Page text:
Daddy - Dear Jack, Don't buy a single vote more than is necessary John F. Kennedy Quote
 

“I just received the following wire from my generous Daddy; Dear Jack, Don’t buy a single vote more than is necessary. I’ll be damned if I’m going to pay for a landslide” — John F. Kennedy

 

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In this quote, John F. Kennedy is humorously recounting advice his father, Joseph Kennedy, gave him regarding an election. By saying “don’t buy a single vote more than is necessary”, JFK’s father is telling him to only spend as much money as needed on campaigning and getting votes, rather than trying to achieve an overwhelming landslide victory.

The elder Kennedy follows this up by joking that he doesn’t want to “pay for a landslide”, implying he doesn’t want to waste campaign funds on getting more votes than actually required to win.

Overall, this quote shows the Kennedys’ recognition of how money could influence electoral outcomes, as well as their pragmatic approach of focusing resources only on securing the minimum number of votes rather than seeking a huge margin of victory. It provides an amusing glimpse into the candid advice a father might give his son running for office.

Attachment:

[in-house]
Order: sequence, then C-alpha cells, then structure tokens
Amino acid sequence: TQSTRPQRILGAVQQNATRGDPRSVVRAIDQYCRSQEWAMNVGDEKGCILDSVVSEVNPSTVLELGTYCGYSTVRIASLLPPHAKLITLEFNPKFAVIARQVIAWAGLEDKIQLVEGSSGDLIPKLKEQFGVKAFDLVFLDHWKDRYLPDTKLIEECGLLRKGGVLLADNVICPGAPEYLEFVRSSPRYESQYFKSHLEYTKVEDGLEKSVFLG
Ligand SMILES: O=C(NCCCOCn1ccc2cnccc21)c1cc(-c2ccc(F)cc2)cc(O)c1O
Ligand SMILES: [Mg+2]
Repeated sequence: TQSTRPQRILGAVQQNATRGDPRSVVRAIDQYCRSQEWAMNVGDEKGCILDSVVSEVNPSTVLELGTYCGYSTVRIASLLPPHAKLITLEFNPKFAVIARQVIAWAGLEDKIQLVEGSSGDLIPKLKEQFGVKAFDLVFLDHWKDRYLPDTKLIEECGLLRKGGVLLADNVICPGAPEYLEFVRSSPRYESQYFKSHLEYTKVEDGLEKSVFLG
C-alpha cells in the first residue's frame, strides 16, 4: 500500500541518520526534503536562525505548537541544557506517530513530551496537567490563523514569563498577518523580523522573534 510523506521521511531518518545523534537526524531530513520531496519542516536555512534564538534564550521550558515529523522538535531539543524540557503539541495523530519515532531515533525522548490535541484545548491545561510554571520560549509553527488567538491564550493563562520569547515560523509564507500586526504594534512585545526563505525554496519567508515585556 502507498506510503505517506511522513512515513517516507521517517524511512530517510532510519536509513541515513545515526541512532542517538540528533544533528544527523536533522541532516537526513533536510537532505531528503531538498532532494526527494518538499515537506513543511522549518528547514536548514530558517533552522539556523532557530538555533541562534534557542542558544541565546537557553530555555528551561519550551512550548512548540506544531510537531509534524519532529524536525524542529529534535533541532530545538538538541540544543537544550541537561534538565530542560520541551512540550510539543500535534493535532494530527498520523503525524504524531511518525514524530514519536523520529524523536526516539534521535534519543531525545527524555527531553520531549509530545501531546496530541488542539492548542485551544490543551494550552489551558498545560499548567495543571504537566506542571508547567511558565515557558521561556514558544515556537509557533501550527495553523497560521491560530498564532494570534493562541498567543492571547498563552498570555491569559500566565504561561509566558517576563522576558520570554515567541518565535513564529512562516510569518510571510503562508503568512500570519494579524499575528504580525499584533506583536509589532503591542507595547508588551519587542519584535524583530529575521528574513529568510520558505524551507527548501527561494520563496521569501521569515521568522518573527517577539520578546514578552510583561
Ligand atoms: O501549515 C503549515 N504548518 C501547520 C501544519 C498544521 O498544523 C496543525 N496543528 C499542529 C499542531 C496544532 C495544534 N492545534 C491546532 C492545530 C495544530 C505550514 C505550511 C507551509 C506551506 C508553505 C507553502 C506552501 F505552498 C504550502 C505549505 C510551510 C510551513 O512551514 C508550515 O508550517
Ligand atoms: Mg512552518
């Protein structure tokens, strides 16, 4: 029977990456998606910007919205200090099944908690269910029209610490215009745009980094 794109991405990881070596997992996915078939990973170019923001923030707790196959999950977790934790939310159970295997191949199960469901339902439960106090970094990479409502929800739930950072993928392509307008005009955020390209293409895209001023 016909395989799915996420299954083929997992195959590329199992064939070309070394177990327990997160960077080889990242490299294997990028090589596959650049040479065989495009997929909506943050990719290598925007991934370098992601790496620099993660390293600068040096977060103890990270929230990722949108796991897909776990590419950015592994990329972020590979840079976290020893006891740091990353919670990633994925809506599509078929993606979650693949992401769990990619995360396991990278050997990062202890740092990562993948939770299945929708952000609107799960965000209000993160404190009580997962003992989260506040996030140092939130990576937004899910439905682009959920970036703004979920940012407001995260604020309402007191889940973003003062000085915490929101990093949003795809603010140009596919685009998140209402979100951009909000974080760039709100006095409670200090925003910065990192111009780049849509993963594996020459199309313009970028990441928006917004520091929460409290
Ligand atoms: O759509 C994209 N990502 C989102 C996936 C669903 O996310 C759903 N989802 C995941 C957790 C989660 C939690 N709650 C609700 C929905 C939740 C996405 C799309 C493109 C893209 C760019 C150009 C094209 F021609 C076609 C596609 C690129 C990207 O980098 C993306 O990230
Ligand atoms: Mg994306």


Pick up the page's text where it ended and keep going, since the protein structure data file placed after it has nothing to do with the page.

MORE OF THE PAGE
John F. Kennedy: Office Close, Pay is Good

Posted by admin on Wednesday, November 22, 2017

John F. Kennedy Money Quote saying the perks of the job of U.S. President are significant and he appreciated them. JFK said:
 
I have a nice home, the office is close by, and the pay is good Quote
 

“I have a nice home, the office is close by, and the pay is good” — John F. Kennedy

 

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In this quote, John F. Kennedy appears to be humorously downplaying or understating the prestige and responsibilities of being the President of the United States.

By describing some of the perks of the job in simple terms like having a “nice home” (the White House), an office that is “close by” to where he lives and works, and pay that is “good” (the presidential salary), Kennedy seems to be jokingly portraying the presidency in an almost mundane light.